S&P Assigns ‘BB’ Rating to Russia’s Ingosstrakh

May 14, 2004

Standard & Poor’s Ratings Services announced that it has assigned its “BB” long-term counterparty credit and insurer financial strength ratings to Russian insurer Ingosstrakh Insurance Co. with a stable outlook.

S&P also said it had assigned its “ruA”‘ Russia national scale rating to the insurer. “The ratings on Ingosstrakh reflect the high level of industry risk associated with the company’s concentration in and exposure to the underdeveloped and rapidly growing Russian insurance market, and the significant investment risk due to the relative immaturity of the Russian financial markets,” stated S&P credit analyst Ashley Gill. “These factors are partially mitigated by Ingosstrakh’s strong competitive position, particularly in commercial risks, good operating performance, and satisfactory capitalization.”

S&P described Ingosstrakh as “part of a composite insurance group that operates primarily in the Russian Federation (foreign currency BB+/Stable/B, local currency BBB-/Stable/A-3), although its activities in the Commonwealth of Independent States and Europe are increasing. Shareholdings are widespread, with the majority of shares held by two individuals and Russia-based investment group Basic Element (not rated).”

The rating agency said the stable outlook reflects its “expectation that Ingosstrakh will maintain its strong competitive position in the commercial sector by leveraging its existing, market-leading expertise. The development of its competitive position in personal lines will be gradual, but will be assisted by existing operational strengths. Activities of subsidiaries are expected to come under greater parental control and demonstrate measured growth.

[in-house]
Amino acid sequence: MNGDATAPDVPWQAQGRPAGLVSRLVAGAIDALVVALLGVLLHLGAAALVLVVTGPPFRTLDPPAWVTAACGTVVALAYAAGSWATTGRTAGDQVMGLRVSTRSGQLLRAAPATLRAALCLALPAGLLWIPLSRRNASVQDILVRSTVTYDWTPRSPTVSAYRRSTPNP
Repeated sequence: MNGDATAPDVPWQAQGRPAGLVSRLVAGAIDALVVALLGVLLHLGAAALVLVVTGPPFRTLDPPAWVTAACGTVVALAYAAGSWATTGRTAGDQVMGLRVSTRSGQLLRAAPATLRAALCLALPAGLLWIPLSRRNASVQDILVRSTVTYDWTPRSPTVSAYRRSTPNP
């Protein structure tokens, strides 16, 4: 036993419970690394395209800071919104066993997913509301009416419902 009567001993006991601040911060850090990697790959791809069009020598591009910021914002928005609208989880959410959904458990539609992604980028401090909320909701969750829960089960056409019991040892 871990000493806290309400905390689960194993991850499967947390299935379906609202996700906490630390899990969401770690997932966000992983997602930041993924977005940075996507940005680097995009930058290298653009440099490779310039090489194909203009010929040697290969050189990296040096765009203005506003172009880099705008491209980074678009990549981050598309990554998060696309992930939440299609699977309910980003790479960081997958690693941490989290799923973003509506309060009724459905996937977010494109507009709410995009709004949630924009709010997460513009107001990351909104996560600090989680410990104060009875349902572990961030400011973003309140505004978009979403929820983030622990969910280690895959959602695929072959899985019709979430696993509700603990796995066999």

“Earnings are expected to weaken, but remain good. Rapid growth, competitive pressures, and reducing investment yields are all expected to take their toll on earnings in the next two to three years. Nevertheless, retained earnings are expected to remain positive over the next three years to minimize capital funding requirements. Capitalization is not expected to deteriorate, despite the significant expected growth. Capital requirements are expected to be met by the shareholders or through an IPO.”

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